Climate prescription

Solutions abound for fixing climate. Not all of them are good but they deserve a hearing.

Denis Pombriant

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Of the four issues that drive climate change — energy and infrastructure, population, carbon absorption, and water abundance and distribution — it’s tempting to identify “the one” on which all others depend and solve it. But all of the challenges have to be solved together. Like solving a Rubik’s Cube you can’t solve one side at a time. The solutions outlined below are detailed in “The Age of Sustainability” though they are not presented in any ranking order.

Energy

We’ll start with energy because it might be the thorniest issue. We’re conditioned by almost 250 years of dependence on fossil fuels that began in the Industrial Revolution. Many people see renewable alternatives as interesting experiments that might contribute to providing energy abundance but not to solving the twin issues of climate change and dwindling petroleum supplies. Coal still appears to be abundant but its highly polluting nature means that we’ll die of asphyxiation before we use it all. A true Hobson’s choice.

The knock against renewables that we often hear is that they’re good when the sun shines or the wind blows but that they are too intermittent to make a dent in the energy budget. Some companies are bringing large battery arrays to market to smooth out the peaks and troughs but there’s an even better approach because we shouldn’t limit our perspective on renewables to solar and wind. It’s geothermal energy and it will have to make a strong contribution to the planet’s energy diet if we ever expect to get off the fossil fuel carrousel.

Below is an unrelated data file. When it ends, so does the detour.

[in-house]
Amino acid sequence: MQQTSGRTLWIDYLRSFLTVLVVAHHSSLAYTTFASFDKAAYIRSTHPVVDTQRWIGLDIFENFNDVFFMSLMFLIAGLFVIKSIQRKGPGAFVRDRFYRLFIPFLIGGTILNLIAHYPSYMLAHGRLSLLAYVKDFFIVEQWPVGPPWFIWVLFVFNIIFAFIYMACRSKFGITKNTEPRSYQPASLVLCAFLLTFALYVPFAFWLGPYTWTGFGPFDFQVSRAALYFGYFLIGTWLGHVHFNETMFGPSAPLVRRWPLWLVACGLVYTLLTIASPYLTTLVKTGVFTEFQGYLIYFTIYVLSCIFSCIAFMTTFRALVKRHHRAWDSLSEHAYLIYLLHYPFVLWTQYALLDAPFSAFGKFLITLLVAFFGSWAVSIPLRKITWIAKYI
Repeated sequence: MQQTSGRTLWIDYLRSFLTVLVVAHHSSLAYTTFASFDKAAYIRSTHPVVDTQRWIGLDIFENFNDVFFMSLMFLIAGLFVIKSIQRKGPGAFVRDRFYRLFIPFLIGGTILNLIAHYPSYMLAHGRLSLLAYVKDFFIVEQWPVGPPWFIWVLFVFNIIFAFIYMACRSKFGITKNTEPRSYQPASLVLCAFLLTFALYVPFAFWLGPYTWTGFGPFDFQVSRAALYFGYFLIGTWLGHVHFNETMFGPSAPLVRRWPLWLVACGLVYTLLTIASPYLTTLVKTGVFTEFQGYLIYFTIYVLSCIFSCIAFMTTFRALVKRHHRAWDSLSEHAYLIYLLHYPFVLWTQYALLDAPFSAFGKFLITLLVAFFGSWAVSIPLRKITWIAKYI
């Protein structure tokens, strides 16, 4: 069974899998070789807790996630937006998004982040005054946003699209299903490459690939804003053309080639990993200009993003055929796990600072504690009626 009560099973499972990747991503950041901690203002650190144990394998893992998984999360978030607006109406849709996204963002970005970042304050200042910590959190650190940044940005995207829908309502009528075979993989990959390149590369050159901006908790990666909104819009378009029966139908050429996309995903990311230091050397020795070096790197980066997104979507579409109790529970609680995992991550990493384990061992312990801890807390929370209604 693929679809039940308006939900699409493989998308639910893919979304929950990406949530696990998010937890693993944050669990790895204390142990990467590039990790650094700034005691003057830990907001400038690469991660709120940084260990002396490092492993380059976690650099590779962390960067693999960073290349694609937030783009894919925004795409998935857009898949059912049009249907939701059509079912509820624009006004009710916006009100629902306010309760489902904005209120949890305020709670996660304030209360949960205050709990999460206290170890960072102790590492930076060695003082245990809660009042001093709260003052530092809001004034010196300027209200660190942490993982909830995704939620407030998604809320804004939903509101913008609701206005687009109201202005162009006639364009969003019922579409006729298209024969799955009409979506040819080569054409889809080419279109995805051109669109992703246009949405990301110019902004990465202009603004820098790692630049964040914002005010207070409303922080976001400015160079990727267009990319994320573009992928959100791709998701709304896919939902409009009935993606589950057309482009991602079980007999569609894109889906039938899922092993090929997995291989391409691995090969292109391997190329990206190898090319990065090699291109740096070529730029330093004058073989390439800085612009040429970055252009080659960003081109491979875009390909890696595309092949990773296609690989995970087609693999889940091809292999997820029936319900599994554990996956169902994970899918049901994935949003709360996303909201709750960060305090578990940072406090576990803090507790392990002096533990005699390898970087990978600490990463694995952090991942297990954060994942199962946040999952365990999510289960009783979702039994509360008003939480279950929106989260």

Briefly, geothermal energy relies on harvesting heat from the earth’s crust to boil water and create steam that drives conventional steam power generators — without the emissions of a coal, oil or natural gas burning plant and without the radioactive waste of nuclear plants. A broad zone of geothermal activity belts the earth running up the coasts of South and North America, around the Pacific (the so-called ring of fire) across southern Asia and through the Himalayas, through the Mediterranean and into the Alps.

If you think this is too exotic so is building a huge dam across a big river and making…

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Denis Pombriant

Researcher, author of multiple books including “The Age of Sustainability” about solutions for climate change. Technology, business, economics.